Serving in the Military During A Liberal Congress --
Why I Owe Gerald Ford an Apology
Sam T. Harper
FRANKLIN COUNTY, Tn -- In April, 1975 I and about 50 of my fellow Navy R.O.T.C. 1st class midshipmen at Vanderbilt University began our final set of college exams.
We were 1953 birth days, the last males subjected to the military draft lottery (which was last held in the fall of 1972, the year of our 19th birthdays). From 1973 forward, the volunteer military was in place. That meant that many of us could have easily left the R.O.T.C. program and not be concerned with serving. However, that was not the case with our class. For the most part, we stayed intact for a combination of reasons: some had low numbers in the lottery; some needed the money to complete college, and some still felt the need to serve.
Though I do not know empirically, I say that most of us were politically conservative. We had voted the first time in 1972 and I believe Nixon was the majority's choice. We therefore struggled with the complications of Watergate, the deterioration of the Nixon Administration, the failing of the Vietnam War effort, the overwhelming liberalization of the federal government with the election of the 1974 Congress, and America's only appointed president, Gerald Ford.
We drilled, undeterred, with our boltless M-1 rifles on Alumni lawn amidst Frisbee throwing, barefooted, long hair students, their Frisbee chasing dogs, and stereos repeatedly blasting Country Joe and the Fish's I-Feel-Like-I'm-Fixed-to-Die Rag.
All these historical events culminated with the fall of Vietnam to communist forces as we were taking our final exams in college. I remember feeling discouraged, frustrated, and sad.
My frustration only amplified when I reached the fleet shortly thereafter. With the fall of Vietnam and the government's decision to let it go, the military was subjected to rapid funding reduction. Ship numbers had begun to be reduced as early as 1972. This continued throughout my active duty period, 1975-1978. The ship, on which I served, the U.S.S. Shasta, AE-33, was a brand new ammunition ship. We spend many underway hours stripping the munitions from ships of the 7th fleet that were on their way home for sale or decommissioning.
I remember when our captain wanted to go to the firing range off of Hawaii so we could practice our gunnery skills. My boss, the senior supply officer, was given the task to go to the Pearl Harbor fuel depot and haggle for the fuel oil we needed to steam to the firing range and back because we had none left in our monthly allotment. In addition, he had to haggle with the tug force commander for a target to be towed so we would have something at which to shoot.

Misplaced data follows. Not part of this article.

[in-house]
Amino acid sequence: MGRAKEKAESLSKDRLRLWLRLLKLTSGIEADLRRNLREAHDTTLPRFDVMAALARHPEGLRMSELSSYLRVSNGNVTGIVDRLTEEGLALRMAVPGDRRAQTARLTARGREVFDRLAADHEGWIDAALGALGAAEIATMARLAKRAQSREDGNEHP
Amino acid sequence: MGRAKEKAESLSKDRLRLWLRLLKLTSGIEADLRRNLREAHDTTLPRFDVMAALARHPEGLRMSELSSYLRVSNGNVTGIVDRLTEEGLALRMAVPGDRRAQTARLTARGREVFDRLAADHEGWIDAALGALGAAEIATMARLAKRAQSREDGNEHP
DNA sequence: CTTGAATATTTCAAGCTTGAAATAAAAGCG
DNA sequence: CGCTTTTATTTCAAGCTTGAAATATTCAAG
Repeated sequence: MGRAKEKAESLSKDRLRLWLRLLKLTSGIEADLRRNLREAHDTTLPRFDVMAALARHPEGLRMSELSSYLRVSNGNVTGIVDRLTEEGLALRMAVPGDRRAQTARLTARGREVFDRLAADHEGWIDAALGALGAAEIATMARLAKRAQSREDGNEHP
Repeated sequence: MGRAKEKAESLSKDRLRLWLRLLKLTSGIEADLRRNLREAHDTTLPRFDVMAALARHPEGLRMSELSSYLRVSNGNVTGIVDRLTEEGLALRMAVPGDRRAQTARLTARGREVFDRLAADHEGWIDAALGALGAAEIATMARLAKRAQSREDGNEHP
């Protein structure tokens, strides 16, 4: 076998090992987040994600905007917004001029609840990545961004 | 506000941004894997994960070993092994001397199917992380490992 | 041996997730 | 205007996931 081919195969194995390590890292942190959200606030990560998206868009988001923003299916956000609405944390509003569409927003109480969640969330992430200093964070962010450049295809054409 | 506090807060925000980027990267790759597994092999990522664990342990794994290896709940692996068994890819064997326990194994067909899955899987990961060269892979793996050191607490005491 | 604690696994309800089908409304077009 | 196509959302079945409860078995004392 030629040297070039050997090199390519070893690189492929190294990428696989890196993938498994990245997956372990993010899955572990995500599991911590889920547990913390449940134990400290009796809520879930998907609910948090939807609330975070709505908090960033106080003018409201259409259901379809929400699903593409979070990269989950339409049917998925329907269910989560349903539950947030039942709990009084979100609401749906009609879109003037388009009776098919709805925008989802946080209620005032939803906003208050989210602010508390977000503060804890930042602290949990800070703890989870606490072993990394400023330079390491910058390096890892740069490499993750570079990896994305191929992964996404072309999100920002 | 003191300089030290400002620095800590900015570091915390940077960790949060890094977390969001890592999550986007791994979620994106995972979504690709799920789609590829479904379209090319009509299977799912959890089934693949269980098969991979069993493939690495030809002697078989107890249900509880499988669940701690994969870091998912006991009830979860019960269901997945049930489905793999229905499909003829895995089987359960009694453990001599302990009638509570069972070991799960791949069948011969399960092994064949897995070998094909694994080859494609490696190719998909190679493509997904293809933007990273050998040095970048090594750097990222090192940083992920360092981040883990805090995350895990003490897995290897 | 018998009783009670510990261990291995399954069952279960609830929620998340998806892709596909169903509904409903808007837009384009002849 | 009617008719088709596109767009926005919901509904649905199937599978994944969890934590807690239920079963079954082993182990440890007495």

He was successful and we had a day of target practice. However, when we destroyed the target early in the firing, there was much angst expressed by the target towing tug captain that we had destroyed his target and he had no budget for another one; who was going to pay for a replacement, ....
From the day I landed in the fleet in 1975 until the day I left in 1978, we were constantly faced with shortages in fuel oil, we spent an extraordinary time at sea due to the lack of available ships, we sat in port at times until a new budget period kicked in so we could perform our mission, and many other cases of fiscal anemia. Morale was horrible and reenlistments very low.
In the 1976 presidential election, I viewed President Ford, the incumbent, as the problem. I decided to vote for the only Democrat I have ever voted for president, Jimmy Carter, a former naval officer.
History has proven my stupidity. I now know that it was not Ford, but the liberal Congress (made more so with 1974 Watergate class) that was gutting the military. Ford, a president with no mandate other than to keep the tiller steady, had no chance to buck the liberals.
Our weakened military in the late 1970's allowed the Iranian hostage situation, the Soviet invasion of Afghanistan, and the genocide in Southeast Asia to take place. To this day, we face the consequences of those events.
I am afraid we may be heading down that path again, for today and in 2008 we face the same dilemma: a liberal Congress and GOP president.
We are in a long term war and cannot let our military be gutted for false fiscal reasons or because of today's other threat, politically correct causes.
So President Ford, I apologize for falsely accusing you of gutting our 1970's military. I will not make the same mistake in 2008.